Heart and Lung Transplant Research

UPMC Children's Hospital of Pittsburgh is at the forefront of pediatric heart and lung transplant research. Its research programs allow researchers and clinicians to work side-by-side to study relevant cardiovascular- and transplant-related problems in children. The goals are not only to increase the overall body of knowledge about heart disease and transplantation in children, but also to discover methods to enhance success of heart failure treatments and transplant procedures.

Pioneering Less Invasive Rejection Surveillance

An example of how UPMC Children’s Hospital physician scientists are leading in the field of heart transplant research can be seen in its successful pursuit of less invasive methods of monitoring for signs of rejection in heart transplant recipients. Heart transplant recipients require life-long monitoring to watch for signs of acute rejection. The current standard of care, endomyocardial biopsy, is costly and invasive, requiring general anesthesia for children and adolescents. When clinical examination and immunosuppressant drug levels are normal, biopsies can also be of low yield for detecting acute rejection.

The multidisciplinary team of investigators at the Heart Institute at UPMC Children’s Hospital of Pittsburgh is focused on developing better, less invasive approaches to surveillance for acute rejection that will ultimately benefit patients by helping them to avoid routine invasive biopsies while simplifying and expediting the diagnostic routine, thus improving quality of life for patients.

A 21st Century Approach

In a cohort of 58 pediatric heart transplant recipients, researchers used a blood-based biomarker in lieu of endomyocardial biopsy to look for signs of heart rejection following transplantation. Led by Brian Feingold MD, MS, FAHA, medical director of the Heart Institute’s Heart Failure and Transplantation Programs, researchers looked at donor-derived cell-free DNA (dd-cfDNA), acquired non-invasively through blood draws. Significantly, this initiative was the first real-world clinical use data to report on the feasibility, reliability, and success of dd-cfDNA testing as part of routine care of pediatric patients following heart transplantation. Findings of the study were published in the journal Pediatric Transplantation.

“In the 2020s, we should not be using a 1980s approach to screen for rejection in our patients,” Dr. Feingold said. “While we can obtain useful clinical data from endomyocardial biopsy, its routine use for screening for rejection is an old paradigm. We can and must devise more robust and patient-friendly clinical diagnostic approaches for our heart transplant recipients.”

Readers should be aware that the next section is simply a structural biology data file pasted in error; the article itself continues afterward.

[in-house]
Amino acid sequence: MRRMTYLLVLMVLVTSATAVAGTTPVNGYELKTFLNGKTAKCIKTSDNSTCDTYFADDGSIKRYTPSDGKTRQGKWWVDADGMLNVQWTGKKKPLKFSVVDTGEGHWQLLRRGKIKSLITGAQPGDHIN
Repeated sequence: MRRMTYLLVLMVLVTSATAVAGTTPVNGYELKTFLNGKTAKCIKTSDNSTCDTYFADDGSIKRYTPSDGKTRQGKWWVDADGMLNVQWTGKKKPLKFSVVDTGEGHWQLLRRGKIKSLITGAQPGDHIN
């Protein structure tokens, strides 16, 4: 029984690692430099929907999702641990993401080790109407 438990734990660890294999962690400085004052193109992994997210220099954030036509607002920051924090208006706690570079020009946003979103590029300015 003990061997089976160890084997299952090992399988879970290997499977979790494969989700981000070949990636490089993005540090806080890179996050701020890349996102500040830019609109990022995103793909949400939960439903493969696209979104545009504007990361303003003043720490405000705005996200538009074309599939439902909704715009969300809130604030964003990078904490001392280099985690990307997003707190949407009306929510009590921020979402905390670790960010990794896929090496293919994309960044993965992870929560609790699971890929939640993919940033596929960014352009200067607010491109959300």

The care protocol that Dr. Feingold’s team implemented using dd-cfDNA for surveillance included a gradual introduction of dd-cfDNA assessments in place of every other planned surveillance biopsy and only among patients more than seven months post-transplant whose health status and clinical presentation were deemed to be well. These patients underwent dd-cfDNA analysis and were only referred for biopsy if an elevated dd-cfDNA was detected. Importantly, most patients (81%) had normal dd-cfDNA results and were able to forego their invasive heart biopsy with no adverse effects.

Foundation for Future Advances

Based on this experience, Dr. Feingold’s team revised its rejection surveillance protocol to utilize dd-cfDNA screening in combination with clinical assessment instead of surveillance biopsy for all routine rejection assessments after three months from transplantation. In a recently published follow-up study in Clinical Transplantation, Dr. Feingold and team expanded these findings to well over 100 patients. They continued to observe that four out of five patients who would have undergone invasive biopsy were able to safely avoid this invasive procedure. They also found that rejection surveillance using dd-cfDNA is likely to be cost saving as compared to biopsy-based surveillance. Additional research at UPMC Children’s and other institutions will help to further refine the protocols.

Dr. Feingold noted that dd-cfDNA has also shown promise to detect rejection not seen or not well seen on biopsy.

“Reducing the number of biopsies needed while maintaining or improving surveillance approaches and transplant outcomes, or perhaps being able to identify signs of acute rejection before they become clinically recognizable by biopsy, will undoubtedly benefit our patient population,” said Dr. Feingold.

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